Oil seeps naturally into the Gulf each year, but Joye has studied many such areas before and said these sites don't look at all the same now.

"The bottom line is that there is a lot of oil on the seafloor," she said. "BP itself has fingerprinted some of that oil to Macondo. They found the same thing we did at the same sites."

"We have samples from before the sedimentation of oil began in May, and this layer wasn't there at that time," she said.

"When we went back in September, we revisited several sites and at all of them found this layer that wasn't there in May. And this is not a normal-looking layer. It's a very bizarre-looking layer.

"It's hard for me to come up with an explanation, independent of the oil spill, that could explain why you have a similar layer over such a large area."

Deep-sea Corals Mostly Unscathed by Gulf Spill?

Biologist Charles Fisher has been studying some of the Gulf's deepwater coral.

"The good news about what we've seen is that we've done dives all over the Gulf of Mexico since the spill, and most places where we dove in the deep Gulf, things looked pretty good," said Fisher, of Penn State University.

"In most places you couldn't see that there were any obvious signs of damage."

Fisher cautioned, however, that harm to the coral, such as reproductive disorders or cancer, might take years to appear.

He also noted that sites he's seen close to the wellhead itself presented a far bleaker picture—masses of corals covered with a suspicious dark substance that scientists believe is tied to the spill.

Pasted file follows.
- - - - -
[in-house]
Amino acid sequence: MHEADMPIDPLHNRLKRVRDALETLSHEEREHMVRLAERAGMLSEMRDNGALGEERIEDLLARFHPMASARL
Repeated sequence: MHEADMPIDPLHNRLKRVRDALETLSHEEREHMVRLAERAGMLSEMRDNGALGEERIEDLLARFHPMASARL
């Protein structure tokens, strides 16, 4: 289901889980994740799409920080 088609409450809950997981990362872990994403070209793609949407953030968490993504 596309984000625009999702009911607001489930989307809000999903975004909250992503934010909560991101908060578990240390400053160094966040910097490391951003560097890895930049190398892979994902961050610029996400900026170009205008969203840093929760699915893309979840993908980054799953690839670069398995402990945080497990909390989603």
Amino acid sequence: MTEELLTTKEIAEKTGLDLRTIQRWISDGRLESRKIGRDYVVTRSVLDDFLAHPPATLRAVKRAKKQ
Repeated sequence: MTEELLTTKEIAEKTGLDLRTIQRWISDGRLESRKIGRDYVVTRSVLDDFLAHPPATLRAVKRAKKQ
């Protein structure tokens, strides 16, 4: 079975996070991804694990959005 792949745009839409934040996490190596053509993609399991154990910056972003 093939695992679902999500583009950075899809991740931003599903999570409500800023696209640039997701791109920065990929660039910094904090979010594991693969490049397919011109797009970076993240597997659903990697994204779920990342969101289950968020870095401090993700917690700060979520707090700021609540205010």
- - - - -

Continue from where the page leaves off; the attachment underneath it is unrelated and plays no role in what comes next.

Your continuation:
"In November we found a reef site that had been very severely impacted, and we've been back to the site in December and again just a few weeks ago," Fisher said.

"We found that when we sucked this brown material off the corals, the tissues underneath were dead. Wherever the corals were covered with this stuff it killed them."

Parts of those same colonies remained uncovered and alive, however—which means Fisher and colleagues are anxiously waiting to see what will happen next.

"Unfortunately with corals, things happen slowly," he said. "These corals are hundreds of years old and it takes a long time for them to grow at all. The best case is that colonies could continue growing from the parts that are still alive, or the colonies could completely die. And I would not want to venture a gamble on how it's going to play out."

As one might expect, Fisher explained, it looks like corals closer to the well site fared far worse than distant ones exposed to more diluted oil. But his team faces an interesting challenge when trying to map the extent of coral damage—no one knows exactly where all the Gulf's deepwater coral sites are. (See coral pictures.)

"Like most of the deep sea, this area is largely unexplored," Fisher said. "So now we're just trying to find more coral sites so we can see how far the acute damage did go and in what direction. I know there are more rocky, possible coral sites within 15 miles [24 kilometers] of Macondo, and I think we're going to find them in the next few months."

Imagining the Elephant

It may seem that scientists are studying two entirely different events or areas, noted Harte Research Institute's McKinney.

But their results simply show that the larger picture of oil-spill impacts on an enormous ecosystem like the Gulf seafloor will take a long time to emerge.

McKinney likened the Gulf oil spill scientific process to the old story about a group of blind men asked to describe an elephant, in which each person's perspective is shaped by the area he happens to grab.

"One grabbed the tail and said the elephant is like a rope, another touched a leg and said it was like a tree trunk," he said.

"It wasn't until they all got together that they recognized the whole picture. Some places where there seem to be contradictions here, I think it's because we can't see the whole elephant yet. And I think that picture will become more clear with time."